5. Gently advance the swab to the nasopharynx until resistance is met.
  6. Roll the swab and allow it to remain in place for several seconds. Remove the swab.
  7. Rationale: Leaving the swab tip in contact with the nasopharynx facilitates absorption of fluid into the swab.
  8. Immediately insert the swab into the sterile culture tube (Figure 2)Figure 2 and push the tip into the liquid medium at the bottom of the tube or follow instructions specific to specimen collection per the organization’s practice.3
  9. Rationale: Mixing the swab tip with the culture or transport medium helps ensure live bacteria or virus for testing.
  10. Place the top securely on the culture tube.
  11. Offer the patient a facial tissue to blow his or her nose if needed.
  12. In the presence of the patient, label the specimen per the organization’s practice.4
  13. Place the labeled specimen in a biohazard bag and transport it to the laboratory immediately per the organization’s practice.
  14. Check the patient’s nasal passage for evidence of trauma, such as bleeding.
  15. Check the laboratory record for culture results.
  16. Report unusual test results to the practitioner.
  17. Assess pain, treat if necessary, and reassess.
  18. Discard or store supplies, remove PPE, and perform hand hygiene.
  19. Document the procedure in the patient’s record.

Collecting a Nasopharyngeal Specimen for Culture: Wash Method with Suction

  1. Instruct the patient to sit erect in bed or in a chair and face him or her.
  2. If suction equipment is available, attach the suction catheter to the suction specimen trap. Attach the specimen trap to the suction connecting tubing and adjust the suction.
  3. Draw up 1.5 ml of sterile nonbacteriostatic 0.9% sodium chloride solution into a 3-ml syringe.3
  4. Instruct the patient to tilt his or her head back. If the patient is in bed, place a pillow behind the shoulders.
  5. Using the syringe, inject 1 to 1.5 ml of sterile nonbacteriostatic 0.9% sodium chloride solution into each nostril.3
  6. Insert the suction catheter into one nostril and suction secretions.
  7. Repeat the procedure for the other nostril per the practitioner’s order.
  8. Remove the specimen trap from the suction tubing and secure the ends per the manufacturer’s instructions.
  9. Offer the patient a facial tissue to blow his or her nose if needed.
  10. In the presence of the patient, label the specimen per the organization’s practice.4
  11. Place the labeled specimen in a biohazard bag and transport it to the laboratory immediately per the organization’s practice.
  12. Check the patient’s nasal passage for evidence of trauma, such as bleeding.
  13. Check the laboratory record for culture results.
  14. Report unusual test results to the practitioner.
  15. Assess pain, treat if necessary, and reassess.
  16. Discard or store supplies, remove PPE, and perform hand hygiene.
  17. Document the procedure in the patient’s record.

EXPECTED OUTCOMES

  • Test results do not reveal bacterial or viral growth.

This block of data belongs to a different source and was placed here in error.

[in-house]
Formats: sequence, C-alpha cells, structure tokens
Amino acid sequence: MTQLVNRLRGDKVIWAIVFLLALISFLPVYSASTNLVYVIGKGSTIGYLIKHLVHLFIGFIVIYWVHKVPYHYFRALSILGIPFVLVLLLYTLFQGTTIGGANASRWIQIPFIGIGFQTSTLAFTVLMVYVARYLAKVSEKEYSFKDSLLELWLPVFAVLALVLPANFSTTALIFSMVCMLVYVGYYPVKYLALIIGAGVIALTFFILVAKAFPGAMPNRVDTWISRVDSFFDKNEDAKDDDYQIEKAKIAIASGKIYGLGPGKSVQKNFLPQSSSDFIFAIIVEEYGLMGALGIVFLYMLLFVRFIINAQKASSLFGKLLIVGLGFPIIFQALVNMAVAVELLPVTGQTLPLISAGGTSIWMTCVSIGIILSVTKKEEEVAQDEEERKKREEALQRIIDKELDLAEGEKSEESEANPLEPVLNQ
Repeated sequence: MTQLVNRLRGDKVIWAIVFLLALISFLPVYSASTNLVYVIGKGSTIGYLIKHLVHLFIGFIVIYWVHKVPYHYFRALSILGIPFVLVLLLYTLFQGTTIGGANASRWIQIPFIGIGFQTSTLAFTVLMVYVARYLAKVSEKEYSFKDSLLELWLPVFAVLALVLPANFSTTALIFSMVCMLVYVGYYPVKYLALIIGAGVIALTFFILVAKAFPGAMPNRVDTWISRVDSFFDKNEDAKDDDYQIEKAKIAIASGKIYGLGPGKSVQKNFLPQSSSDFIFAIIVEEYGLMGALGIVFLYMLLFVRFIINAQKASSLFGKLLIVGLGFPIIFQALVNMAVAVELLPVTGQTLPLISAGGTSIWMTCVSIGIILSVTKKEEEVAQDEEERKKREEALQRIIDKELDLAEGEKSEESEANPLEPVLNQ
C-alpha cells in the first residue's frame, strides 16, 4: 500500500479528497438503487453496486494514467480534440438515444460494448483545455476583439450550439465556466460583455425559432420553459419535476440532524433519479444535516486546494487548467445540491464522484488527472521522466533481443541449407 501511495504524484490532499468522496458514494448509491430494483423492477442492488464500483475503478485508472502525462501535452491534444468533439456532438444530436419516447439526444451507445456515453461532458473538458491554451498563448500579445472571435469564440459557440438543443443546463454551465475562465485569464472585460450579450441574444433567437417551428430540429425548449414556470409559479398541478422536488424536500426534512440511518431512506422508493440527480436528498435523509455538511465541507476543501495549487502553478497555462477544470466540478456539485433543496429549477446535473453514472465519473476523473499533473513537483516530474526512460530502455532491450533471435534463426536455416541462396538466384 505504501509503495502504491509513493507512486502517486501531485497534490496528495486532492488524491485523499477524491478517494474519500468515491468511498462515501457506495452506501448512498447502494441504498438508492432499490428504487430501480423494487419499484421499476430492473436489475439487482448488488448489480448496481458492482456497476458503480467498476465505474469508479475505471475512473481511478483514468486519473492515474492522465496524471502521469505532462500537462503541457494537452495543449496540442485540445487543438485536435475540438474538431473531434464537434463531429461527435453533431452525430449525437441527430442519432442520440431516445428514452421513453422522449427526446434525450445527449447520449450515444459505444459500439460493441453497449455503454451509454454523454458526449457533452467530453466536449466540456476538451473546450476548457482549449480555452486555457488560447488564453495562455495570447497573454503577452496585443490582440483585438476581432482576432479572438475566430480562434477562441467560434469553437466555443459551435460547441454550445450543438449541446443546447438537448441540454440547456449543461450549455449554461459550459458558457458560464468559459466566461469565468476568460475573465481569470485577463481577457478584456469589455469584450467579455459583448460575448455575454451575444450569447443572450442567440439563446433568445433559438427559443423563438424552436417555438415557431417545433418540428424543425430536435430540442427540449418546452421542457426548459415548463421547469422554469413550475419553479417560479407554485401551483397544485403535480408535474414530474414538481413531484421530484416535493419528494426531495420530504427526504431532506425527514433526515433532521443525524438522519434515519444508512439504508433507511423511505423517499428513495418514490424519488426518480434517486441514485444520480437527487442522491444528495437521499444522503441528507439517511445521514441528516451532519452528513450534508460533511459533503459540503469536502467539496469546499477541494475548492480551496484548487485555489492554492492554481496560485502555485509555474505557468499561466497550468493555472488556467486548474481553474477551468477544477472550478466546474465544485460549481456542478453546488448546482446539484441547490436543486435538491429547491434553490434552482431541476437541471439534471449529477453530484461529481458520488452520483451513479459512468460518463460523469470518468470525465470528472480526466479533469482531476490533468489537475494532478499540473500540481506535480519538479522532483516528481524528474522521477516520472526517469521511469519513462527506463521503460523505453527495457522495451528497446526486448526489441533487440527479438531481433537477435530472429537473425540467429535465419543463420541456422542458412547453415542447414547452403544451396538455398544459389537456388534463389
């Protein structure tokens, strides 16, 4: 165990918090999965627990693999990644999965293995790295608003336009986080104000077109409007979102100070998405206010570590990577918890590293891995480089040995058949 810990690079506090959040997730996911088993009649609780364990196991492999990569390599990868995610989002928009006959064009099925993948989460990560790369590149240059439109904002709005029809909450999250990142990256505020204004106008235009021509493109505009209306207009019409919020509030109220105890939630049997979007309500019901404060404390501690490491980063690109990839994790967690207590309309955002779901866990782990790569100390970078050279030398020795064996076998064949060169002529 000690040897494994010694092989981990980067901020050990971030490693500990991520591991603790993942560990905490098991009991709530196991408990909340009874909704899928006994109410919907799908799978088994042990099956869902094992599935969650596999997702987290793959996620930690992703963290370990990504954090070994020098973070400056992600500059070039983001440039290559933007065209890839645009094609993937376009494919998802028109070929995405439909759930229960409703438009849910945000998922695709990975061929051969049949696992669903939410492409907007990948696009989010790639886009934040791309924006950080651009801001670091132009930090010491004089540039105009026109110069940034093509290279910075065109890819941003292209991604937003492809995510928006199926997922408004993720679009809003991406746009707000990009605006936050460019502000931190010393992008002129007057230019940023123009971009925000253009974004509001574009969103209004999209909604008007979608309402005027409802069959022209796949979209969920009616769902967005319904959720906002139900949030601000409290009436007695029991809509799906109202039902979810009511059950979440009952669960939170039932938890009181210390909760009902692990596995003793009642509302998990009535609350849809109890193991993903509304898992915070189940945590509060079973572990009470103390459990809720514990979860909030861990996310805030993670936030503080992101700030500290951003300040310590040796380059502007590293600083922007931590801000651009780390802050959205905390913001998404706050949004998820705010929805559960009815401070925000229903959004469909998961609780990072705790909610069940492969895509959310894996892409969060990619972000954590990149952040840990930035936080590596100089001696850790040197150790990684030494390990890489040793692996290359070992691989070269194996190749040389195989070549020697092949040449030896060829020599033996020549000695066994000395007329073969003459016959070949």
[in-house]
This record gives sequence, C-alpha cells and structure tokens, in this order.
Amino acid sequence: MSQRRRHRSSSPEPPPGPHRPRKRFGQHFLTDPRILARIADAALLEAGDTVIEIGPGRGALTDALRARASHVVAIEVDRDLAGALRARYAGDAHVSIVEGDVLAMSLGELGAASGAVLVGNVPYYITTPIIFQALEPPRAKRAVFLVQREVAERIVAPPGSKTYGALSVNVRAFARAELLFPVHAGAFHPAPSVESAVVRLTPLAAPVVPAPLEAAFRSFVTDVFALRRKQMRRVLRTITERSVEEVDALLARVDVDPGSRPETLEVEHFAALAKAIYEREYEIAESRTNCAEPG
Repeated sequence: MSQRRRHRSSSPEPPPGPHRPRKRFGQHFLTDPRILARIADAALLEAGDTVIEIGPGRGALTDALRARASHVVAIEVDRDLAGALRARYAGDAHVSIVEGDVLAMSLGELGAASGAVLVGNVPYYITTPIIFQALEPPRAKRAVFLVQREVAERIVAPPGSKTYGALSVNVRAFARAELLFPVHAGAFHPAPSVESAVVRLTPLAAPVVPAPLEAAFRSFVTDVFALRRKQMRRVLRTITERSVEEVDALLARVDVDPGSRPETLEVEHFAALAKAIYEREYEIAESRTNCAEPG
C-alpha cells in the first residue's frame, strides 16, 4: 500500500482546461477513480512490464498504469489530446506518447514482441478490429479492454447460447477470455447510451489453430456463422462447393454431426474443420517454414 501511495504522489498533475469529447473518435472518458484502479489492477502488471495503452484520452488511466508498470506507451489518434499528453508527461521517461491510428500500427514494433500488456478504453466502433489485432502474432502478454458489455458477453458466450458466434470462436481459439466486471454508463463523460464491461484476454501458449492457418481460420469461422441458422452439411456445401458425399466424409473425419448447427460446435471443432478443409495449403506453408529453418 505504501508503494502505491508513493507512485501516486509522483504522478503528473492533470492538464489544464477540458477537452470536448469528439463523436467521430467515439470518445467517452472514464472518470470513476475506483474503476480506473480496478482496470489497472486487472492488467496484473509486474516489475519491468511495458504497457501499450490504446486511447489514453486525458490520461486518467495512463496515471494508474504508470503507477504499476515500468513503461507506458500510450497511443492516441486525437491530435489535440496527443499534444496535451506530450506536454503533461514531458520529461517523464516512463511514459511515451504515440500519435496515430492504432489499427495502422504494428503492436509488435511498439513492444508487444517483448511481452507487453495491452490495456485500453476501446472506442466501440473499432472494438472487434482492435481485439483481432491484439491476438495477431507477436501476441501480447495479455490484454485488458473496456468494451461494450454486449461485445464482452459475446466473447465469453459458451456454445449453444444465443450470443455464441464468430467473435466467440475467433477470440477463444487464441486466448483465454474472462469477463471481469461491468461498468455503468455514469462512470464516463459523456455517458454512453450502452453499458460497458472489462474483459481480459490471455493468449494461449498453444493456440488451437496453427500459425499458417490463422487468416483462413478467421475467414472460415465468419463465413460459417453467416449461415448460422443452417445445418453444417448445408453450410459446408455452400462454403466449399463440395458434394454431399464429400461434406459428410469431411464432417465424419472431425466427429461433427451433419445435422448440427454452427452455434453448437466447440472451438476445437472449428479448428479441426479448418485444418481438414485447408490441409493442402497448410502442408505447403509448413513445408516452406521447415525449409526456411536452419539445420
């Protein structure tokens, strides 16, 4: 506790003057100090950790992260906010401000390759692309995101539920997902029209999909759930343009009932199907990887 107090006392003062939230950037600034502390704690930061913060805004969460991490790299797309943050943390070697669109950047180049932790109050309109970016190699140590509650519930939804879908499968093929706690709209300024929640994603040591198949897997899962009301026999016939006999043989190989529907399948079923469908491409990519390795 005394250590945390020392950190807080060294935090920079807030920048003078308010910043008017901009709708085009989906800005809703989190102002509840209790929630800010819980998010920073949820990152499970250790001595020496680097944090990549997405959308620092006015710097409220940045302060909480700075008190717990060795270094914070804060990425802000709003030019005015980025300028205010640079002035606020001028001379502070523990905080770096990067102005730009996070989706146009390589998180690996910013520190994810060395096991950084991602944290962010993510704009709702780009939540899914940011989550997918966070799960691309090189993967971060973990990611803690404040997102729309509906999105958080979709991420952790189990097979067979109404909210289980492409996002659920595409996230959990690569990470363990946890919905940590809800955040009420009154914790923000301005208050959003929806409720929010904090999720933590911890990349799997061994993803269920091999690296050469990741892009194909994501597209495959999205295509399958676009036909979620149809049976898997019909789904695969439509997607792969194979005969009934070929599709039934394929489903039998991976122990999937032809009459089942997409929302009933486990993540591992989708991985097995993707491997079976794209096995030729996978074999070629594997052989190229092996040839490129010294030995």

• Patient does not experience nasal bleeding or throat trauma.
  • Specimen is not contaminated.
  • Patient understands purpose of collecting nose or throat specimens.
  • Patient tolerates procedure without pain or discomfort.

UNEXPECTED OUTCOMES

  • Test results reveal pathogen growth.
  • Patient experiences nasal bleeding or throat trauma.
  • Specimen is contaminated.
  • Patient does not understand purpose of collecting nose or throat specimens.
  • Patient complains of pain during procedure.

DOCUMENTATION

  • Type, date, time, and disposition of specimen
  • Appearance of nasal and oral mucosal structures
  • Patient’s tolerance of procedure
  • Unexpected outcomes and related interventions
  • Education
  • Patient’s progress toward goals
  • Assessment of pain, treatment if necessary, and reassessment

OLDER ADULT CONSIDERATIONS

  • Some older adults need help keeping the mouth open during specimen collection.
  • Some older adults have poor dentition. Caution should be used to not break a tooth. Denture removal should be considered, when appropriate.
  • If the patient is confused, someone may need to hold his or her hands while the specimen is collected.

REFERENCES

  1. Audere. (2020). Swab instructions: Mid-turbinate self-swab nasal specimen collection. Retrieved October 26, 2020, from https://www.doh.wa.gov/Portals/1/Documents/1600/coronavirus/Self-SwabMid-turbinateCollectionInstructions.pdf (Level VII)
  2. Centers for Disease Control and Prevention (CDC). (2020). Interim guidelines for collecting, handling, and testing clinical specimens for COVID-19. Retrieved October 26, 2020, from https://www.cdc.gov/coronavirus/2019-ncov/lab/guidelines-clinical-specimens.html (Level VII)
  3. Centers for Disease Control and Prevention (CDC). (2020). Unexplained respiratory disease outbreaks (URDO): Specimen collection and handling. Retrieved October 26, 2020, from https://www.cdc.gov/urdo/specimen.html (Level VII)
  4. Joint Commission, The. (2020). National patient safety goals for the home care program. Retrieved October 26, 2020, from https://www.jointcommission.org/-/media/tjc/documents/standards/national-patient-safety-goals/2020/npsg_chapter_ome_jul2020.pdf (Level VII)
  5. Sokolovs, D., Tan, K.W. (2017). Ear, nose and throat emergencies. Anaesthesia and Intensive Care Medicine, 18(4), 190-194. doi:10.1016/j.mpaic.2017.01.004

ADDITIONAL READINGS

Gomez, S., Prieto, C., Folgueira, L. (2016). A prospective study to assess the diagnostic performance of the Sofia® Immunoassay for influenza and RSV detection. Journal of Clinical Virology, 77, 1-4. doi:10.1016/j.jcv.2016.01.018

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  • Level IV - Well-designed case-controlled or cohort studies
  • Level V - Descriptive or qualitative studies
  • Level VI - Single descriptive or qualitative study
  • Level VII - Authority opinion or expert committee reports